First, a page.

By Liz Massey, May 2015 Issue.

Some people seem to be made differently than you or I: We’re struggling to get out the door to work every day while they are running marathons in every state. We’re trying to carve out time for a Netflix marathon weekend and they’re taking selfies at every “Better Call Saul” shooting location in New Mexico. You get the idea.

But what if these people weren’t all that different from you or I? What if they had just found a tiny bit more direction to their life through their pursuits? That theory is the centerpiece of Chris Guillebeau’s new book, The Happiness of Pursuit. In it, he advocates finding a “quest” – an adventure or project of some sort – in order to bring greater purpose to one’s life.

Guillebeau asserts that a good quest will a) have a clear goal and a definite end point in time, b) is an activity that should challenge and stretch the quester and c) involves some sacrifice of time or money to accomplish. The quests he mentions in his book, most which often involve epic travel, remarkable creative output or activities tied to charitable fundraising, remind me of a concept I came up with a few years ago called a “worthy project.” The point of a worthy project is that it helps you make meaning; as it grows, it often takes on a life of its own and scares you a little bit!

Even if the terms quest or worthy project are new to you, our community has been built by people on their own personal quests. Think about Frank Kameny, the astronomer who responded to losing his government job in 1957 by dedicating the rest of his long life to pioneering gay rights advocacy, including removing homosexuality as a category of mental illness and campaigning for employment anti-discrimination laws in the U.S civil service system. Or Del Martin and Phyllis Lyon, who co-founded the Daughters of Bilitis in 1955 and were visible lesbian role models decades before anyone else.

When AIDS ravaged our tribe in the 1980s, many in our community made effective treatment and a cure for the disease their permanent and ongoing quest.

More recently, local activist Meg Sneed-Dupps took her passion for marriage equality and orchestrated the Equality Walks, which took dialog about LGBT equality to towns and cities across Arizona each summer from 2008 to 2014.

Whether one picks a frivolous or serious focus for their quest, it can benefit the LGBT and allied community, both directly and indirectly. Undertaking a quest can help us:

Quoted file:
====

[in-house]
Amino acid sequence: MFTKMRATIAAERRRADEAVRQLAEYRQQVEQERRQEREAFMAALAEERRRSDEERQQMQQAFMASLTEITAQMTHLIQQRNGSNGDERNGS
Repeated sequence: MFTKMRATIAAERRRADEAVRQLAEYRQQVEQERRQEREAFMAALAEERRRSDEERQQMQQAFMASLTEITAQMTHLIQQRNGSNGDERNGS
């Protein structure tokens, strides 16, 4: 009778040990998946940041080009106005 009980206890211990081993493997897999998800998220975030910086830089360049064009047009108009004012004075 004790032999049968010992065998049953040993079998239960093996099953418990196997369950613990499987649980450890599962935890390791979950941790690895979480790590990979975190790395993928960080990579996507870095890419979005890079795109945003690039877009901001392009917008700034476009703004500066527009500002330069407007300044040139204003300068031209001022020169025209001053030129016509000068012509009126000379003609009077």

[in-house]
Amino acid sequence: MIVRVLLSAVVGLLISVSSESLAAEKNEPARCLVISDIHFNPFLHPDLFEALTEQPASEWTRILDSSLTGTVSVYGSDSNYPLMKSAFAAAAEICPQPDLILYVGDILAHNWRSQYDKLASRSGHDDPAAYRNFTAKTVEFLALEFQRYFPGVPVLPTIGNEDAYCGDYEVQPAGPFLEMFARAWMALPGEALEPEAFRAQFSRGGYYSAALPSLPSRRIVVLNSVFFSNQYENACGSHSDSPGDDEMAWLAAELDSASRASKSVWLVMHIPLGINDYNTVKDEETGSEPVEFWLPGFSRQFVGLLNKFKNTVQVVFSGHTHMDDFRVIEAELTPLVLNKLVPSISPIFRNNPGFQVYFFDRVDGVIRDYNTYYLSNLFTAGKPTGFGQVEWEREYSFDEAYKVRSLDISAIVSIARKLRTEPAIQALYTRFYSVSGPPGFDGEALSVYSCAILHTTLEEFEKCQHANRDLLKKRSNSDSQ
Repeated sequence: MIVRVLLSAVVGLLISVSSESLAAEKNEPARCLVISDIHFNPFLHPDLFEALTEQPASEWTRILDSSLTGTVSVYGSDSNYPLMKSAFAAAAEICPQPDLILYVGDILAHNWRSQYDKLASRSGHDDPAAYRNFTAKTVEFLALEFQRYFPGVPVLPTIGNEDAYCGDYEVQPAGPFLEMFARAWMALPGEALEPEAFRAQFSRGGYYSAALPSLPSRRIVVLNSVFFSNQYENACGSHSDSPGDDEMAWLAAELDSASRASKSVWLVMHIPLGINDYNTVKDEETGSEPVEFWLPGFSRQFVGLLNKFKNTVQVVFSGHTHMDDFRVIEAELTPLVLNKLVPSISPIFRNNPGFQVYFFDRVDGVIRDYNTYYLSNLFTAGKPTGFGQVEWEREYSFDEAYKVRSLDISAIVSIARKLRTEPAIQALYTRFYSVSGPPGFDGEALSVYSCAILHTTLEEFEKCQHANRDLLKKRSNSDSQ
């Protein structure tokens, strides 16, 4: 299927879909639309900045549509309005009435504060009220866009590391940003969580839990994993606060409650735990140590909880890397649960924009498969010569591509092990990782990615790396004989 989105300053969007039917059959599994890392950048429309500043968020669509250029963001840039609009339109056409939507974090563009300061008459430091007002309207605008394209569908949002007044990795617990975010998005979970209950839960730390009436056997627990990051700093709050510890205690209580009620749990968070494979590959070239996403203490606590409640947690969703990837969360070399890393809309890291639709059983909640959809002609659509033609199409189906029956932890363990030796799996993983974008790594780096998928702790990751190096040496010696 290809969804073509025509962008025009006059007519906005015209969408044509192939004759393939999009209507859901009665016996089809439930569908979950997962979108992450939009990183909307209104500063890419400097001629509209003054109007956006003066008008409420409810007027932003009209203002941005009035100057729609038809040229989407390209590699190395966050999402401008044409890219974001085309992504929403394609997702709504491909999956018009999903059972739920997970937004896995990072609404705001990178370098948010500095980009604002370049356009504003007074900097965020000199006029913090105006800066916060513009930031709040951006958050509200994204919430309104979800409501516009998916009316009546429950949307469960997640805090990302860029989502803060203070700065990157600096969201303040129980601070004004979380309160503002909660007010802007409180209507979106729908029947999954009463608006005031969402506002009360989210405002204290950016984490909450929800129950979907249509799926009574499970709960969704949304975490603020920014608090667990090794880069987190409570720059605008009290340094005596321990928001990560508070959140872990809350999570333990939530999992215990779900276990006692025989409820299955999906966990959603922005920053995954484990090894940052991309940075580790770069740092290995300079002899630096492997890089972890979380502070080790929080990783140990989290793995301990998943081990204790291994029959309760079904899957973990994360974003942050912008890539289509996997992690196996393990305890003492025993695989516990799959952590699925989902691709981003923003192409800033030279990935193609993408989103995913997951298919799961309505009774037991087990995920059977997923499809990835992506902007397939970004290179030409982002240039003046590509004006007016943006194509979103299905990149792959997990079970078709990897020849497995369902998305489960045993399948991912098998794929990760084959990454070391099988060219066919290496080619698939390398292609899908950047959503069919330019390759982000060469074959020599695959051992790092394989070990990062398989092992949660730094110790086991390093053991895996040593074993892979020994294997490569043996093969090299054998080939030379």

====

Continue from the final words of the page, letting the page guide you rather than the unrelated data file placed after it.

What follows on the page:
Provide LGBT visibility. 

Even if it just presents us as an out queer person doing something amazing.

Experience self-expression and “flow.” 

Enjoying our quest can help relieve stress, and a happy LGBT person is a better advocate for the community (not to mention being good PR for us, too).

Take a stand and empower others. 

For quests related to causes, having an example to follow can help many previously unengaged people envision themselves taking action, as well.

Offer inspiration and entertainment. 

If you share your quest through a blog or social media, your audience may at least spread the word about your exploits and cheer you on.

One of the reasons quests are so powerful, no matter their scope or scale, is that they provide inner-directed motivation, something difficult to find in our consumer society, which often focuses on offering easily monetized pre-packaged answers.

It’s also an antidote to passivity, one of the primary weapons (along with the promotion of ignorance-based fear) used by the extreme right wing to suppress the rights of anyone labeled “other.”

Is it possible to have a quest go wrong? Sure. We can fail to walk away from a quest that’s outlived its usefulness or lose sight of the project’s place in our life, but as the ultimate defiance of despair and inertia, quests represent something our community needs, now and in our hopefully equality-laden future.

Near the end of his book, Guillebeau writes, “Why pursue a quest? Because each of us in our own lives is writing our own story, and we have only one chance to get it right.”

Having a project that gives us something to organize our energies around helps us pick a theme for our story, and may even create an adventure that exceeds our highest expectations.

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